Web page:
Publisher: Square Enix
Release Date: November 10, 2015
Played On: PlayStation 4

A funny thing happened on my way to playing the second game of the rebooted Tomb Raider trilogy: I played all five Uncharted games. Particularly Uncharted 4 and The Lost Legacy have set my personal standard for cinematic third-person action games. I couldn’t help but constantly compare them to everything that annoyed me about Rise of the Tomb Raider, resulting in an experience that is middling at best.

The Uncharted comparisons are not entirely fair. Rise of the Tomb Raider precedes Uncharted 4 by a year, but such is the curse of backlog gaming!

Continue reading “Gaming Backlog Final Thoughts – Rise of the Tomb Raider”

Goodreads Review – The Dark Secret (Wings of Fire #4)

The Dark Secret (Wings of Fire, #4)The Dark Secret by Tui T. Sutherland
My rating: 3 of 5 stars

Coming off the strongest book of the series thus far is the weakest. The Dark Secret picks up on the interesting major plot thread left dangling at the end of Book 3 and explores the mysterious Nightwings, whom we know nothing about.

The problem is we’re left with only the PoV character, Starflight, completely separated from the rest of the dragonets for about 90% of the book. The Wings of Fire books are best when the diverse group can play off each other, and this one suffers for almost completely lacking that interplay. It doesn’t help that the neurotic hand-wringing (talon-wringing?) Starflight is one of the weakest and least likable characters.

The actual secret is disappointingly predictable and Nightwing society isn’t nearly as interesting as others we’ve seen. Yet even a weak Wings of Fire book is still pretty good; it’s well written and well paced, and the climax is suitably exciting. But compared to the first three it’s definitely a small step down.

View all my reviews

Goodreads Review – The Hidden Kingdom (Wings of Fire, #3)

The Hidden Kingdom (Wings of Fire, #3)The Hidden Kingdom by Tui T. Sutherland
My rating: 5 of 5 stars

Definitely my favorite Wings of Fire book yet. Glory was always the most interesting of the dragonets. Very defensive and sarcastic, but also carrying the most emotional baggage, from abusive caretakers to not even being part of the official prophecy. Her POV is immensely satisfying.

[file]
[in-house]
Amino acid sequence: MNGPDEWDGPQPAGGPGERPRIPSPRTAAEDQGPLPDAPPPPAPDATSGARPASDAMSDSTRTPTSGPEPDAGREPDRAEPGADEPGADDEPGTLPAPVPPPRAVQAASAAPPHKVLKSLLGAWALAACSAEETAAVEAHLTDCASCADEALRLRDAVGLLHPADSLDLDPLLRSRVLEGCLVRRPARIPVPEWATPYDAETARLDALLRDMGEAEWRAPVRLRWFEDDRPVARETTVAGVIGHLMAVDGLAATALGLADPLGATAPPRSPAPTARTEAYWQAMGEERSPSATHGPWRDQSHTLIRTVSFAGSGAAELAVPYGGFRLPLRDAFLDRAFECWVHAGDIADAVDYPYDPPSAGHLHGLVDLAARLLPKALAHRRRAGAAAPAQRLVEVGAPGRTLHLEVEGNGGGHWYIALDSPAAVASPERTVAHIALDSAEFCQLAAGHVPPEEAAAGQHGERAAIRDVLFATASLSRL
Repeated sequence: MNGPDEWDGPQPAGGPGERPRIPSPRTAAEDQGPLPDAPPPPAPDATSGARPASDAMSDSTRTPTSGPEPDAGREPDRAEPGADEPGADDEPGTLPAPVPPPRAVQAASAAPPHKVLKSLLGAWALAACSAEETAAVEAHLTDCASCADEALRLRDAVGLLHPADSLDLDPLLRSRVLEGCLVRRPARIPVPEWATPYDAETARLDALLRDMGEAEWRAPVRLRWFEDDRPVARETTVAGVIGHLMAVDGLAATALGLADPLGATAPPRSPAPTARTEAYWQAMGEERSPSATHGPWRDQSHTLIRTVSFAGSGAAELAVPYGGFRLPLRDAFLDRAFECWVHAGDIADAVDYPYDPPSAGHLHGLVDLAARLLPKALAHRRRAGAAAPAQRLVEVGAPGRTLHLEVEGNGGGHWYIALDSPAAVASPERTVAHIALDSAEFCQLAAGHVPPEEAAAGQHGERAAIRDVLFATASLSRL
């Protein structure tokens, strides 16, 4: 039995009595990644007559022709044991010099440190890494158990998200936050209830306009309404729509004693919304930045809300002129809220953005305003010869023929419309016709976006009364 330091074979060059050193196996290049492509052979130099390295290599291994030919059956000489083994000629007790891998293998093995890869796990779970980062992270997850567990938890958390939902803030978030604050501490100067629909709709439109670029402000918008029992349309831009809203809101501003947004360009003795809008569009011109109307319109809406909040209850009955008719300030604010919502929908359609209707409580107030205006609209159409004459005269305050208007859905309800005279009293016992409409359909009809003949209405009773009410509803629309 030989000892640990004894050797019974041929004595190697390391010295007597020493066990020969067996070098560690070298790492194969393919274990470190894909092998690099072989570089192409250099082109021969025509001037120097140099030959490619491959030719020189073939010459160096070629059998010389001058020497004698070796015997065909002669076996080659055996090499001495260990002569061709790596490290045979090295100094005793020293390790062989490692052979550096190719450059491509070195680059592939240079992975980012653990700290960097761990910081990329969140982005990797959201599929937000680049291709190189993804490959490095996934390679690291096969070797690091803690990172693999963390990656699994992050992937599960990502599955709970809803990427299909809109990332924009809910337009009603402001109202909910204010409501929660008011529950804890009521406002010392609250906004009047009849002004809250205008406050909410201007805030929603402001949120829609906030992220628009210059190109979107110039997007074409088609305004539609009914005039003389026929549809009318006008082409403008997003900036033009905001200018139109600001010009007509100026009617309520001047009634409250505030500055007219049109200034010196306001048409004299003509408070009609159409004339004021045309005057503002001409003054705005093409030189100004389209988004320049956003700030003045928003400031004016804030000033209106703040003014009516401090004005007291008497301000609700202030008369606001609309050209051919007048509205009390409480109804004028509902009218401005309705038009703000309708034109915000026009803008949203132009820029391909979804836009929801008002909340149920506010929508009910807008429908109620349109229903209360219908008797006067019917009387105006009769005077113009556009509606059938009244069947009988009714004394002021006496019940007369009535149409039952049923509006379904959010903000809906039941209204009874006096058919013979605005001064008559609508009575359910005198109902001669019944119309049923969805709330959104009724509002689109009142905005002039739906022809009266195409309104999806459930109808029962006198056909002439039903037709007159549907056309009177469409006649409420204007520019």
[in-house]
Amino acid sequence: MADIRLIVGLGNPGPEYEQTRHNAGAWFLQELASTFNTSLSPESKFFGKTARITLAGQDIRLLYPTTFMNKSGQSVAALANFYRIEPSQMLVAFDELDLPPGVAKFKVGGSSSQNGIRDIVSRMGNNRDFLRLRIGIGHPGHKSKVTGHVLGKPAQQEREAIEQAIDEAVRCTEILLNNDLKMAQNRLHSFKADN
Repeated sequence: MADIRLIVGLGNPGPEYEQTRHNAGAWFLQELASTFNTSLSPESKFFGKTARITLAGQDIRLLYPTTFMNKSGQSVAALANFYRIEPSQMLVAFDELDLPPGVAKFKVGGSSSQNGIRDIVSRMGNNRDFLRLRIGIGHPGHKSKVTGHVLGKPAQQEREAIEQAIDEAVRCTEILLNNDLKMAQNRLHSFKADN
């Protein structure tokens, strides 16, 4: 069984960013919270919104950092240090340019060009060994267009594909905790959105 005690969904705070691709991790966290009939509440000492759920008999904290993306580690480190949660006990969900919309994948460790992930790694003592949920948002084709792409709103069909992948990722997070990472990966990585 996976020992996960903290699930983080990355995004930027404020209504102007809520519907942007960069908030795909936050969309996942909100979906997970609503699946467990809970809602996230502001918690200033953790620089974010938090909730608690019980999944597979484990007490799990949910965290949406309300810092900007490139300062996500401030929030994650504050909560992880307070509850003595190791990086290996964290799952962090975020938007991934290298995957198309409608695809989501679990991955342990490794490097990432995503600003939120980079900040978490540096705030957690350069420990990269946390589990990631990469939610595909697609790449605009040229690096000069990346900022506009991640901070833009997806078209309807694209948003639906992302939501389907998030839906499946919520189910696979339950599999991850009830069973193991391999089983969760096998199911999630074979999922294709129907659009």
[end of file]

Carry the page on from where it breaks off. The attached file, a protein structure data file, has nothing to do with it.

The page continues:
I also enjoyed that it breaks away from the “go somewhere, get captured, eventually fight their way out” formula of the first two books. The peaceful RainWing tribe is vastly different from the other areas. But we also get brief glimpses into NightWings and IceWings. The overarching plot lays down interesting developments that stay unresolved, but also make getting to the next book even more exciting. And we still get a really fun climax that’s far different than the action-packed endings of the first two novels.

View all my reviews

Goodreads Review – The Lost Heir (Wings of Fire #2)

The Lost Heir (Wings of Fire, #2)The Lost Heir by Tui T. Sutherland
My rating: 4 of 5 stars

The second book in the Wings of Fire series centers on Tsunami the SeaWing as the Dragonets travel to her homeland. This time we’re treated to some lite political intrigue surrounding the mysterious deaths of the Queen’s royal daughters, of which Tsunami is a returning surviving heir.

The overall mystery is a bit lackluster and few of the new SeaWing characters are interesting. I also didn’t like that most of the dragonets are sidelined for the entire middle of the book, leaving just Tsunami to explore and deal with the new characters and setting. Yet that also gives her a much bigger chance to grow and develop as a character.

I’m giving it four stars like the first one because it’s still very well written, with excellent pacing and a good mix of violent action and quiet introspection. I am a bit worried that the books will feel formulaic as the dragonets travel to each different kingdom and end up as prisoners having to escape – thankfully they themselves call that out at the end of this book!

View all my reviews